Investment opportunities are popping up everywhere, sparking the interest of new potential real estate investors. This may sound like an incredible opportunity, and in many cases, it is. But new-to-the-game investors are advised to do their research. Purchasing investment property is a complicated process, and as they say, the devil is in the details.
There are many questions to ask when considering investment opportunities in real estate: How much profit can be expected? What types of properties can a new investor acquire? Does active or passive income sound more appealing? What kind of mortgage options are available for investors?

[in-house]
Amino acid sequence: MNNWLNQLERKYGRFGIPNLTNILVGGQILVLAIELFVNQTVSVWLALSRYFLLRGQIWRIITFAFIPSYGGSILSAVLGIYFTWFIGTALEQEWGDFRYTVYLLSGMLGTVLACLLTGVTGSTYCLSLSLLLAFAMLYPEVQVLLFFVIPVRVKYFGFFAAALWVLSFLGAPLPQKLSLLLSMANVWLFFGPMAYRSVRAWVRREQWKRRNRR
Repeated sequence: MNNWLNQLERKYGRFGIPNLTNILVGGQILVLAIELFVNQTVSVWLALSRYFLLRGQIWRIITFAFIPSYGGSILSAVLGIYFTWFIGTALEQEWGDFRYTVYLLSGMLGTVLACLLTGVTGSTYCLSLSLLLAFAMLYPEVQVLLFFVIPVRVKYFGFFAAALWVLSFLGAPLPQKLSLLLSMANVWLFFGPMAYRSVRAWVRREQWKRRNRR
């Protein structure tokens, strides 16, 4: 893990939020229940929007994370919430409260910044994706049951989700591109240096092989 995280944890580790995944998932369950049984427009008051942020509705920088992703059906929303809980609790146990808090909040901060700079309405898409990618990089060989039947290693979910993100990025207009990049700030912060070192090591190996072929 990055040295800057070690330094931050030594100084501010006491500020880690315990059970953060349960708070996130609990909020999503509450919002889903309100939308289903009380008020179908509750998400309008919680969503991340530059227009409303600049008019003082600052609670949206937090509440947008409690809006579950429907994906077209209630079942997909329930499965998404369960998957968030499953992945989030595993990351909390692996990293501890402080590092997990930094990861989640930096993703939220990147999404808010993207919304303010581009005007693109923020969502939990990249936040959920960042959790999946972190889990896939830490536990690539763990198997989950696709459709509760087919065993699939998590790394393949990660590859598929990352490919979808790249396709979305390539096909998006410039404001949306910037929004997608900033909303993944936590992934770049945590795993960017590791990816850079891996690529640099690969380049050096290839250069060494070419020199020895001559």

Anyone new to the game will be flooded with questions, and that’s a good thing…as long as they do their homework.
Where to begin:
It can all seem daunting, but there are many resources available to new investors now in Canada, opening up investment opportunities in less traditional ways.
For new investors, it’s best to begin by asking about time and income variables. How much effort needs to be made for each type of property? An investor has many options to make either active or passive income from their investment.
Examples of active real estate investment include buying one’s own primary residence, owning a rental property, house flipping, buying and holding property, and commercial rental income.
Passive real estate investment can be made by buying into REITs or Mutual Funds.